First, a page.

While the regular, LCD-bound Steam Deck has been getting big improvements as of late as well, it’s hard to deny that Valve’s new Steam Deck OLED is the star of the show. The device’s HDR OLED display is definitely its strongest feature, but there’s more to it than just that.
More specifically, the graphics and tech analysis authority Digital Foundry has performed some in-depth testing of the Steam Deck OLED. “In receiving an impressive upgrade to its display, Steam Deck OLED attacks input lag seemingly on two fronts,” says Digital Foundry’s Richard Leadbetter.
Leadbetter explains that not only is the OLED “typically” about 10 milliseconds faster than the old LCD display during regular use, but that its 90Hz refresh rate also plays into this, as a game that’s been capped at just 30 FPS will be refreshed thrice on it. This, by default, leads to further input lag reductions, and much more responsive gameplay.
Why does Steam Deck OLED have so much lower input latency?
Leadbetter has provided not only his testing methodology to drive his point home, but also a comprehensive suite of tables comparing the Steam Deck to the Steam Deck OLED in various games at various frame rates. To illustrate the key takeaway in Doom Eternal running at the usual 40 FPS sweet spot, the OLED deck has a whopping 22.0ms advantage. This translates to much lower input latency, making the game feel snappier and more reactive in a like-for-like scenario.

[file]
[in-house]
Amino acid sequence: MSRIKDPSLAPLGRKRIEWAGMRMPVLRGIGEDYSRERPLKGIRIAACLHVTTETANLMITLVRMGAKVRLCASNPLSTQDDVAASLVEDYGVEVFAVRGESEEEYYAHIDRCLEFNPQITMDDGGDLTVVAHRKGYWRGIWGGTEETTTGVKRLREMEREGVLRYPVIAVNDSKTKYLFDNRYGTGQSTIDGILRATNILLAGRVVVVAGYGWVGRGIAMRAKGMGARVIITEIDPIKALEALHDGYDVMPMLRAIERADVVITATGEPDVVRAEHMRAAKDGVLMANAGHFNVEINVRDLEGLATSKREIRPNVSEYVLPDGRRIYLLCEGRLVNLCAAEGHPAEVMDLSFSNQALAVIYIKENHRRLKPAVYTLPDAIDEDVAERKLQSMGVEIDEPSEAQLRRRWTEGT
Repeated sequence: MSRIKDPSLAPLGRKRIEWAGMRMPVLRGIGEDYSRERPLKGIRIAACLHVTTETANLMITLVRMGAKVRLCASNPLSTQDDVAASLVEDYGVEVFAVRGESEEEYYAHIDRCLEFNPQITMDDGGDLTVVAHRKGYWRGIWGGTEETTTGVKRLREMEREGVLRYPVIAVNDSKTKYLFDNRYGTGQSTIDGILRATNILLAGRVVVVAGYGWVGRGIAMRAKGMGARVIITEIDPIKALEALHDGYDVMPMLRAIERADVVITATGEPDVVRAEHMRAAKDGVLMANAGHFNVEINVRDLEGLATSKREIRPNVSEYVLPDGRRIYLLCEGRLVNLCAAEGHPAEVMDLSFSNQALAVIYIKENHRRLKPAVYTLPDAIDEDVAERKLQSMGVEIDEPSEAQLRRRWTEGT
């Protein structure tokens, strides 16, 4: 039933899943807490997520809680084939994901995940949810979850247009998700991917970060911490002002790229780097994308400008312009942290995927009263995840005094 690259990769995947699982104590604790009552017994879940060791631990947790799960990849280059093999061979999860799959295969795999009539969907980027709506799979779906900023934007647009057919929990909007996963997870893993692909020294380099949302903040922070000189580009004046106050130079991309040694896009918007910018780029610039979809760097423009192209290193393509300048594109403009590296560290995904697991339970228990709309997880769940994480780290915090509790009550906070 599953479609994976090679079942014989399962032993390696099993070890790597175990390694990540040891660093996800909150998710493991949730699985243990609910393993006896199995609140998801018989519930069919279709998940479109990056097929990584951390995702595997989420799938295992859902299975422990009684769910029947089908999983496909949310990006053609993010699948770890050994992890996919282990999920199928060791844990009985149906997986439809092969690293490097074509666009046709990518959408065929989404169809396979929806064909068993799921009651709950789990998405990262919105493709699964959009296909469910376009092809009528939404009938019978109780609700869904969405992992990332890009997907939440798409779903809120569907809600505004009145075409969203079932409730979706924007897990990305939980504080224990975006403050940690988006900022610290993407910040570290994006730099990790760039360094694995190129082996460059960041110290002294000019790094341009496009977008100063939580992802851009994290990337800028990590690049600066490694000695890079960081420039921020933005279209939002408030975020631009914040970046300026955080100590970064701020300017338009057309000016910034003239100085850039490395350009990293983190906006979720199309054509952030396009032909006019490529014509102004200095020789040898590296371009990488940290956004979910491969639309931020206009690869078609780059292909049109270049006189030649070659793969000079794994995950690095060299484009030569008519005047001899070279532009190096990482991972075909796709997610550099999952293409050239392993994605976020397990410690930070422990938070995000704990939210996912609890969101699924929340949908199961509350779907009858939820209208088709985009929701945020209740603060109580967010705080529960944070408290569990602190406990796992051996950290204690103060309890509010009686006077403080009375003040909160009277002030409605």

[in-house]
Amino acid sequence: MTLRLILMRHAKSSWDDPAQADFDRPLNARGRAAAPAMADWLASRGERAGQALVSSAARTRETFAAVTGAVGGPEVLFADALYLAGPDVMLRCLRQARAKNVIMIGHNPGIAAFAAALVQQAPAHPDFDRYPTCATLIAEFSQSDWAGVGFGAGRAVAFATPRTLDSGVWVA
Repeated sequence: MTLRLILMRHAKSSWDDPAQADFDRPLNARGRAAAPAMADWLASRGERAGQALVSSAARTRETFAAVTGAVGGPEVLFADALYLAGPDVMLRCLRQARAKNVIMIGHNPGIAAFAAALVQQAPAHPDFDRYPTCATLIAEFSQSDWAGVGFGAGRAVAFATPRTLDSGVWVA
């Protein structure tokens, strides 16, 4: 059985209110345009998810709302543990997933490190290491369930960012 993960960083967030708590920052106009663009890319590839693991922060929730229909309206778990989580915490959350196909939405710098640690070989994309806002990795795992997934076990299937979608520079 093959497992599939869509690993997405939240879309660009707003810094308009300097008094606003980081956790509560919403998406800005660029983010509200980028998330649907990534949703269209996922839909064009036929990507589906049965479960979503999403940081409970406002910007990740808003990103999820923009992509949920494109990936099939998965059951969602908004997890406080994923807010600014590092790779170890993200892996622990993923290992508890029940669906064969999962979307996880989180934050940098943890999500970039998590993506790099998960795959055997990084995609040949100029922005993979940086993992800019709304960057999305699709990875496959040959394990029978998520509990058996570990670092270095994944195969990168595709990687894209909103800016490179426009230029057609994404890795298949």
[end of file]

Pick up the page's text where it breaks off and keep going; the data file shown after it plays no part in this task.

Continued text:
“When you’re talking about 10ms and especially 20ms reductions in input lag,” says Leadbetter,”I am fine in saying that there’s tangible improvement to the gameplay experience, though the extent to which the user may notice may vary depending on their own experiences with input lag – and the improvements may change on a game-by-game basis.”
Naturally, this doesn’t even take into account the fact that the OLED model of the Deck can run games at 90 frames per second, which is a 50% uplift compared to the original 60Hz display. Note, of course, that this won’t always be feasible, but it’s a good feature to have even if you aren’t actively using it.
It’s not all doom and gloom for the owners of the regular, LCD model of the Deck, however: “Valve did share with me that they’re looking to improve input lag,” said Leadbetter. “Assuming these older firmware results aren’t a problem of my LCD Steam Deck, it seems that owners of the existing machines should be seeing a nice improvement to response, particularly when those all-important frame-rate caps are used.”
Something to keep in mind here is that the OLED model of the Deck was faster even when both it and the LCD model were running on equivalent system hardware when Digital Foundry ran its tests. OLED was still, by default, “noticeably faster to respond.” With a Steam Deck 2 still years away, it’s easy to see why some might consider OLED to be a must-have even for LCD Deck owners, after all.